The 3rd Field Company was billeted in Canadian Farm, which was just south of the Franco-British Boundary and about 1.5 kms northwest of Wieltje (see above map). After the release of the gas from the German lines the vapours began to reach Canadian Farm. It was recognized as chlorine. French troops had been seen passing to the west of the farm but it had been supposed that they were reserve troops in the process of assembling at the rear of the French lines. At about 6.00pm the rifle fire became heavy onto the vicinity of the farm from German infantry located to the northwest on Mauser Ridge. It was decided to harness up the horses and the company tool wagons. The transport moved off to cross over the Yser Canal to Vlamertinghe. The rest of the men of the company stayed in the field, however, and were under the orders of the 3rd Canadian Brigade HQ. The men of 3rd Field Company moved into position to man the G.H.Q. Line along a hedge which ran to the east of Mouse Trap Farm.
As the shelling became heavy the Canadian Engineers sent their transport and tool wagons over to the west bank of the Yser Canal at 6.00pm. Lieutenant-Colonel Armstrong sent a message later in the evening at 9.25pm to 1st Canadian Division HQ in the Chateau des Trois Tours, Brielen. The message was to confirm that his engineers were preparing the bridges for demolition. Telephone wires had evidently been cut by the shelling from about 8.30pm as he said he had not been able to communicate by telephone with 1st Canadian Division HQ. His message was delivered by hand to the HQ in Brielen one hour after he had written it.(3)
Bridges Prepared for Demolition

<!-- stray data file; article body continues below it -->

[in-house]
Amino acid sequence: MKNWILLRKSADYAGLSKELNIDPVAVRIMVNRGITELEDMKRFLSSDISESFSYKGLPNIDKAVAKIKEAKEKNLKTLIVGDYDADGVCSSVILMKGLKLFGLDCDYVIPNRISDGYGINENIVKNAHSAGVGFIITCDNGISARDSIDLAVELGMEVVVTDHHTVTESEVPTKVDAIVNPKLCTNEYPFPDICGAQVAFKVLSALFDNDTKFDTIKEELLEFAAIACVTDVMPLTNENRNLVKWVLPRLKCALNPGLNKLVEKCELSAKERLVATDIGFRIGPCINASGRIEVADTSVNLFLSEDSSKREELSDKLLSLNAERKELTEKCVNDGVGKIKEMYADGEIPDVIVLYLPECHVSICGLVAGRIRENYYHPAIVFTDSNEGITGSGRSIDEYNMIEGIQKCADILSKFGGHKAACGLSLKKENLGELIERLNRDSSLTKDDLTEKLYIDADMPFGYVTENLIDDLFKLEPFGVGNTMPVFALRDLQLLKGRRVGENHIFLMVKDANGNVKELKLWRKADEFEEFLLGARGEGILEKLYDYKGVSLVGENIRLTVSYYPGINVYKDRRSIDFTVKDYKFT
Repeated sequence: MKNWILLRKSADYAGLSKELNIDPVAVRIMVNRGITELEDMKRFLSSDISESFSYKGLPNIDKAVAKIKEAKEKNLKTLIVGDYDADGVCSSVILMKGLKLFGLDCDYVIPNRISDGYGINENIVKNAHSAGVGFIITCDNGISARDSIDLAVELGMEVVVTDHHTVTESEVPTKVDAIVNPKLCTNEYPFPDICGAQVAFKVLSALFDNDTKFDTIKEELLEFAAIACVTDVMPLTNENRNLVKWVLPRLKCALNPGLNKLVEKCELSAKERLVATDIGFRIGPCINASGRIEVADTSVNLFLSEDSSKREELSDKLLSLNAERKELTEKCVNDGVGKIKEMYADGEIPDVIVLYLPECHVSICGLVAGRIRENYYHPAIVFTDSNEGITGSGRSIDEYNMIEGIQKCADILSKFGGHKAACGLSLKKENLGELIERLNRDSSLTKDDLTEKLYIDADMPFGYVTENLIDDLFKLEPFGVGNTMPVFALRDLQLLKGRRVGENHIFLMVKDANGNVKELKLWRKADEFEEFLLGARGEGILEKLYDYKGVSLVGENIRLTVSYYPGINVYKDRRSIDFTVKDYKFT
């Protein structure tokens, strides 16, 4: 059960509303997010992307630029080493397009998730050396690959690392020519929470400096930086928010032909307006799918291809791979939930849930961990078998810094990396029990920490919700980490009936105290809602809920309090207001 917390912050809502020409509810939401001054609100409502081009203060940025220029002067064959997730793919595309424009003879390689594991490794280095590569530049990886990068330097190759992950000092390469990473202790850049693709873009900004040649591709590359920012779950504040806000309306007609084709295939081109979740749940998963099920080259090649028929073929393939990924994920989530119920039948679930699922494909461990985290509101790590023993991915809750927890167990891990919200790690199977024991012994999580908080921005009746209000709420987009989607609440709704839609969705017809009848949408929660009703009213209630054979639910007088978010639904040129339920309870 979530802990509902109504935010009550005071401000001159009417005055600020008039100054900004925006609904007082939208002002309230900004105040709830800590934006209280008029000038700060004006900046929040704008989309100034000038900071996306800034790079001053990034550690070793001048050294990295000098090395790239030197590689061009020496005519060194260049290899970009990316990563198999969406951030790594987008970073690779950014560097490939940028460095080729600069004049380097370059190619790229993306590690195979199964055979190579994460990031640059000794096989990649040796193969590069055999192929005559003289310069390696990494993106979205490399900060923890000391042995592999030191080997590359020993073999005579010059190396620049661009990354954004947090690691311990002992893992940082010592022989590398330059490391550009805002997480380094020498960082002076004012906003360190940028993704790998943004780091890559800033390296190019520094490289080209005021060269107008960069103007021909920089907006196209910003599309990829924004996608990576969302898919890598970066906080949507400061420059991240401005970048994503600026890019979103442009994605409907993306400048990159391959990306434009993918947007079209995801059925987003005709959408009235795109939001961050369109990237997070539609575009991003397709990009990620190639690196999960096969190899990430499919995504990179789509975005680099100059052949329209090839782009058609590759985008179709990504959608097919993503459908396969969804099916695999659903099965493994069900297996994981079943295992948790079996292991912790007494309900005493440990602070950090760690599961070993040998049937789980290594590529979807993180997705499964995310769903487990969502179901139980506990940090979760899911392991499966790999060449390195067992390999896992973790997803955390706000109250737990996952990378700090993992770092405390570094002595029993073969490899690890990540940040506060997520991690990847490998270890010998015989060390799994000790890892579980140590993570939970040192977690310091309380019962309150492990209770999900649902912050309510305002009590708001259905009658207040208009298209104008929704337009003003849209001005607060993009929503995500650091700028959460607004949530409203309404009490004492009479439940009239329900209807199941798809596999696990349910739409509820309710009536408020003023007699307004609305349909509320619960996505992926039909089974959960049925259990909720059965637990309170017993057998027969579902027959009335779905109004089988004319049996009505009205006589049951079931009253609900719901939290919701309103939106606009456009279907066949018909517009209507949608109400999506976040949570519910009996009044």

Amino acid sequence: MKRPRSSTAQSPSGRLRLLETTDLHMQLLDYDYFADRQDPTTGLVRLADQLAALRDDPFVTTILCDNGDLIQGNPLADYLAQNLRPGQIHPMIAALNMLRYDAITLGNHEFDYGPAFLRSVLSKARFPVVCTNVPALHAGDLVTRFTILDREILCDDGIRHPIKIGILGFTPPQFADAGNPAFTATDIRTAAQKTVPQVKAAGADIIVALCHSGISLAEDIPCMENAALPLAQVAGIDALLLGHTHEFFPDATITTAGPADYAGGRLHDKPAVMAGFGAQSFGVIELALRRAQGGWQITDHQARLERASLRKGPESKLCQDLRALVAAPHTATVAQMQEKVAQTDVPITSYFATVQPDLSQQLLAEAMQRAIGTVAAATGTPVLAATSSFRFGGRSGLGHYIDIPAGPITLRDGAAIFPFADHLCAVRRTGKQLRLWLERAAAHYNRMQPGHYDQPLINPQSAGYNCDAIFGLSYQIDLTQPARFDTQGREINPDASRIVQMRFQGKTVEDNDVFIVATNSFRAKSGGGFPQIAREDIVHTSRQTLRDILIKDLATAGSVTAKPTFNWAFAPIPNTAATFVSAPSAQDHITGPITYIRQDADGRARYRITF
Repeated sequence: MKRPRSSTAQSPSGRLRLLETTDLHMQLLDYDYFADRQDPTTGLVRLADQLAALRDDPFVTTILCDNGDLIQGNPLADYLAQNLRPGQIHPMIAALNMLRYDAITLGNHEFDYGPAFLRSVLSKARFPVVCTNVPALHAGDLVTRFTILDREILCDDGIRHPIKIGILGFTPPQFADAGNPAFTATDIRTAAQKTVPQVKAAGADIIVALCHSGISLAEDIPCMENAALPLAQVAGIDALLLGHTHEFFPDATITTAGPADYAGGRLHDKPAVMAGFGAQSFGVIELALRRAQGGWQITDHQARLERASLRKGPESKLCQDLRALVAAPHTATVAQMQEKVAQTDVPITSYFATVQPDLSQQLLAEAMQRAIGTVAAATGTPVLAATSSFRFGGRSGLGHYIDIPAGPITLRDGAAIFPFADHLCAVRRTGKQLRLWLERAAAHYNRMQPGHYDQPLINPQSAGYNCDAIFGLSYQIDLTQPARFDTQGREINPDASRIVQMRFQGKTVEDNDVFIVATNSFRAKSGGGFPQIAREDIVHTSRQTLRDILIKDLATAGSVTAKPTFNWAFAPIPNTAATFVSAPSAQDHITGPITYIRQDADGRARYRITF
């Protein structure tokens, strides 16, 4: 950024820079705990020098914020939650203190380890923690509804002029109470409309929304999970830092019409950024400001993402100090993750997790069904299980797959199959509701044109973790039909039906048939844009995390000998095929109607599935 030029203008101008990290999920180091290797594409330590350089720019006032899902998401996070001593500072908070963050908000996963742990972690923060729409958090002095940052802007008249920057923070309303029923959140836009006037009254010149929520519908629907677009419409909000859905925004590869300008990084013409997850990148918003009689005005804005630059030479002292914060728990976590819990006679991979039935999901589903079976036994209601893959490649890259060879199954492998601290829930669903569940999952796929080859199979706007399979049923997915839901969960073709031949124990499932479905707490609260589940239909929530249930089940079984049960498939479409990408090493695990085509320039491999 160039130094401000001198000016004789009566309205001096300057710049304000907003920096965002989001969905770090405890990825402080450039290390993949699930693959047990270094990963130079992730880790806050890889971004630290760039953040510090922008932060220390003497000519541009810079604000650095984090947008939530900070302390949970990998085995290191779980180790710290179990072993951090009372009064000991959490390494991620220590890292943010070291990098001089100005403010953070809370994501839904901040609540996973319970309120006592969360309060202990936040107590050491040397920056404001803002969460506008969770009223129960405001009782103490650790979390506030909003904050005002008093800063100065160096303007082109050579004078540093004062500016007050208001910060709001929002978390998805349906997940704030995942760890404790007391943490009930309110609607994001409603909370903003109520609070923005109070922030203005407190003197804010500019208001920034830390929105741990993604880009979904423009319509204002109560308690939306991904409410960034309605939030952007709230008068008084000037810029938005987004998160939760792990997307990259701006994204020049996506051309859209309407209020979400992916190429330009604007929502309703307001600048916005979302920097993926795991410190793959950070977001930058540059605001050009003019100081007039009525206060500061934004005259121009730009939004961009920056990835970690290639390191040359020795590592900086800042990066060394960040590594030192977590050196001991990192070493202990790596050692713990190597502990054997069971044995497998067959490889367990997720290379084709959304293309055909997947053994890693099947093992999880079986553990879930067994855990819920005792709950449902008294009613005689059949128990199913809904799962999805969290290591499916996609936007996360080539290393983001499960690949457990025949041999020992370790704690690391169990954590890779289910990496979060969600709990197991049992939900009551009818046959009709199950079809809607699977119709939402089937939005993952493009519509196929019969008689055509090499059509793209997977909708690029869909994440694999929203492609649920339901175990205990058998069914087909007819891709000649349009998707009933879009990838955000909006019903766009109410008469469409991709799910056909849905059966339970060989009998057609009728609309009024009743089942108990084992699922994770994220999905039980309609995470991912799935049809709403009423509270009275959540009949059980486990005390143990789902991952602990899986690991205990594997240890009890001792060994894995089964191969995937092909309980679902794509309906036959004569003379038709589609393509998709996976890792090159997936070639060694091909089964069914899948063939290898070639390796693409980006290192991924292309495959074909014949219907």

- Bridges 4 and 5: Canadian responsibility did not extend to Bridges 4 and 5, which were in the French sector. However, the French officer in charge of them reported to Captain T C Irving, commander of the 2nd Company of Engineers, that he could not look after them. A party from the 2nd Field Company prepared bridge No. 4 (Brielen Bridge) on the Franco-British Boundary. Another party had gone further north to the barrel bridge No. 5 in the French area, 365 metres across the Franco-British Boundary. They had cut it and rigged wire guys so that it could be swung to the west bank on the approach of the enemy.
- Footbridges 3, 3A, and horse traffic bridge No. 2: These bridges were charged and manned.
- Bridges 1 and A: Prepared for demolition under direction of an officer of the divisional engineers.
The remainder of the 2nd Field Company, commanded by Captain T C Irving, entrenched at Bridge No. 4 (Brielen Bridge).
(1) British Military Operations: France and Belgium 1915, footnote p. 177
(3) Official History of the Canadian Forces in The Great War 1914-1919, Appendices, no. 379, p. 244